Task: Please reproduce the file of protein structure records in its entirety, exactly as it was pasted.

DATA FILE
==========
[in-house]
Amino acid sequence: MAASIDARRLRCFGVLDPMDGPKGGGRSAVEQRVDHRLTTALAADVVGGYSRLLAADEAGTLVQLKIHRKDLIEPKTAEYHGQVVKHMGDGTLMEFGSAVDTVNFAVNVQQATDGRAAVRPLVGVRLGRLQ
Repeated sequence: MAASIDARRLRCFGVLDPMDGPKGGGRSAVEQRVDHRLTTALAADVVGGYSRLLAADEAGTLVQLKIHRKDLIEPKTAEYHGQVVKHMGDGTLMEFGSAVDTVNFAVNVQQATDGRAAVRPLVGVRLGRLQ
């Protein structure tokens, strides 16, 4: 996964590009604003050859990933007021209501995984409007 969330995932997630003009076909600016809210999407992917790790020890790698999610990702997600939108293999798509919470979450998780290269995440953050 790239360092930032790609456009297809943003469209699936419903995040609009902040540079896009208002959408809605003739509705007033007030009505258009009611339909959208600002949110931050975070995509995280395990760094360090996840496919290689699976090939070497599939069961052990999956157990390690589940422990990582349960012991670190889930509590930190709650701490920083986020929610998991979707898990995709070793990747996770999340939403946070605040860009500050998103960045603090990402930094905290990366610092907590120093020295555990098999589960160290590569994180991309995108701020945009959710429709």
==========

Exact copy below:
[in-house]
Amino acid sequence: MAASIDARRLRCFGVLDPMDGPKGGGRSAVEQRVDHRLTTALAADVVGGYSRLLAADEAGTLVQLKIHRKDLIEPKTAEYHGQVVKHMGDGTLMEFGSAVDTVNFAVNVQQATDGRAAVRPLVGVRLGRLQ
Repeated sequence: MAASIDARRLRCFGVLDPMDGPKGGGRSAVEQRVDHRLTTALAADVVGGYSRLLAADEAGTLVQLKIHRKDLIEPKTAEYHGQVVKHMGDGTLMEFGSAVDTVNFAVNVQQATDGRAAVRPLVGVRLGRLQ
């Protein structure tokens, strides 16, 4: 996964590009604003050859990933007021209501995984409007 969330995932997630003009076909600016809210999407992917790790020890790698999610990702997600939108293999798509919470979450998780290269995440953050 790239360092930032790609456009297809943003469209699936419903995040609009902040540079896009208002959408809605003739509705007033007030009505258009009611339909959208600002949110931050975070995509995280395990760094360090996840496919290689699976090939070497599939069961052990999956157990390690589940422990990582349960012991670190889930509590930190709650701490920083986020929610998991979707898990995709070793990747996770999340939403946070605040860009500050998103960045603090990402930094905290990366610092907590120093020295555990098999589960160290590569994180991309995108701020945009959710429709």